A Beloved Copenhagen Cafe Gets Serious About Dinner

When the Danish chef Frederik Bille Brahe took over Apollo Bar & Kantine in 2017, it was an unassuming museum cafe where a person might grab a quick sandwich after seeing one of the contemporary art exhibitions at the Kunsthal Charlottenborg, set within the same grand 17th-century complex in central Copenhagen.

Bille Brahe, at the far end of the bench, talking with the food critic Martin Kongstad (seated) and Michael Thouber, the director of the Kunsthal Charlottenborg, in the courtyard outside the Apollo.Credit…Charlotte de la Fuente
Dried flowers by the artist FOS hanging from the ceiling of the canteen; the vase is by the Danish floral artist Tage Andersen.Credit…Charlotte de la Fuente

“Very quickly,” said the museum’s director, Michael Thouber, recently, “Frederik transformed it into a meeting place.” Thouber, 53, had been a regular at the since-closed seafood and vegetable-focused restaurant Havfruen, one of Bille Brahe’s small empire of casual but innovative restaurants and cafes across the city, and two years after his appointment at the institution, he asked the chef to revive the Apollo. Bille Brahe introduced a menu of elevated comfort food (a daily ceviche, homemade sourdough toast topped with Comté or ricotta and berries) and outfitted the airy interior with paint-splattered midcentury chairs and plaster-cast classical statues from the museum, attracting — along with more gallery goers — people from the art, design and fashion worlds. In the simple canteen behind the Apollo’s dining room, he began serving an affordable vegetarian midday meal to the students and staff of the neighboring Royal Danish Academy of Fine Arts. The Apollo became known, said Bille Brahe, for many things: “The terrace, the bar, blueberry toast, parties and fashion.”

In Bille Brahe’s office at the Apollo, a lamp by Møllerand Bøgely that came from his parents’ home, a bust from the collection of Copenhagen’s Glyptotek museum and a photograph by Kasper Hesselbjerg.Credit…Charlotte de la Fuente
Bille Brahe in his office.Credit…Charlotte de la Fuente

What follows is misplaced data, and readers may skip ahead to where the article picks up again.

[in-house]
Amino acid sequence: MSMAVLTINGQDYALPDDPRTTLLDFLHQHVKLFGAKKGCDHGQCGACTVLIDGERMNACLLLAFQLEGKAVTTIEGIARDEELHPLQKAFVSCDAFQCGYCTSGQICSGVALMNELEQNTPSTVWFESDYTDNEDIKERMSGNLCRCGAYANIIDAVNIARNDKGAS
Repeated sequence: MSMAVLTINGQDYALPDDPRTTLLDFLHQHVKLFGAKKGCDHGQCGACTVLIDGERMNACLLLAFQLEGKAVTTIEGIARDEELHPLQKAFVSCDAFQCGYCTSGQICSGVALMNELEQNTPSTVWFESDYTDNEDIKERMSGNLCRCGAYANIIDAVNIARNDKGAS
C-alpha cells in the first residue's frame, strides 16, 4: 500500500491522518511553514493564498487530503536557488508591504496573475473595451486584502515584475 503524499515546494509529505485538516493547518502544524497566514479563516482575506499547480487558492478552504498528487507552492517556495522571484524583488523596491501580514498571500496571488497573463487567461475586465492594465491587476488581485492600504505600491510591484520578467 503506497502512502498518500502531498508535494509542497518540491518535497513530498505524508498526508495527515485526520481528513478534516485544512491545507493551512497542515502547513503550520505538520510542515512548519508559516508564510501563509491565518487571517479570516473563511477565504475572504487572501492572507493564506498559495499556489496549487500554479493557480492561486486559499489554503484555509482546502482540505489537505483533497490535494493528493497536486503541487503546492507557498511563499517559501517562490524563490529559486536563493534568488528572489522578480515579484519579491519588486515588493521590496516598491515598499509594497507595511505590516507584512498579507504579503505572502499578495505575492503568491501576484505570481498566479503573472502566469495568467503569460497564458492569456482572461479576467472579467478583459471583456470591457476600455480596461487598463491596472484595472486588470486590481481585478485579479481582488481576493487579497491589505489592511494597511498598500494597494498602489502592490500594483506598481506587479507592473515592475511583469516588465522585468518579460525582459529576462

But by 2020, the cafe’s success had begun to weigh on him. Bille Brahe, now 40, felt he’d become more of a manager, overseeing invoices and catering events, rather than the creative person he’s always strived to be. And then came the pandemic, which, he said, “forced me to rethink things quite radically”: to secure his businesses financially, he had to reorganize and scale up his popular all-day cafe Atelier September in the Gothersgade neighborhood — there are now three in the city — and in doing so he felt like he lost touch with the Apollo. His initial impulse was to leave it and do something completely new. But inspired partly by reading the 2016 book “Staying With the Trouble” by the American feminist theorist Donna J. Haraway — which recommends examining one’s past choices “and rather than discarding everything, adjusting things bit by bit,” explained Bille Brahe — he changed his mind. He decided to recommit to the Apollo and“to rediscover my gastronomic ambitions,” he said. In addition to other, more subtle changes, that meant shifting his focus away from lunch and breakfast and toward dinner.

The new Apollo, which opened in late February, still offers a small menu of seasonal lunch dishes, such as a citrusy green salad named for Bille Brahe’s wife — the model and fashion designer Caroline Brasch Nielsen, 30 — and a briny anchovy toast made with homemade bread. But the interior has evolvedand the dinner service, which formerly felt more like a prelude to a night of dancing on the tables — as it often was — is, while not exactly formal, certainly more grown up.One evening in February, a week after it reopened, Bille Brahe decided to dedicate an evening to the friends, family members and collaborators who helped him pull off this transformation, allowing them to try the new dishes together. “My ambition now,” he explained, “is to say, ‘Hey, you can find me at the Apollo. It’s my home. It’s where I cook.’”

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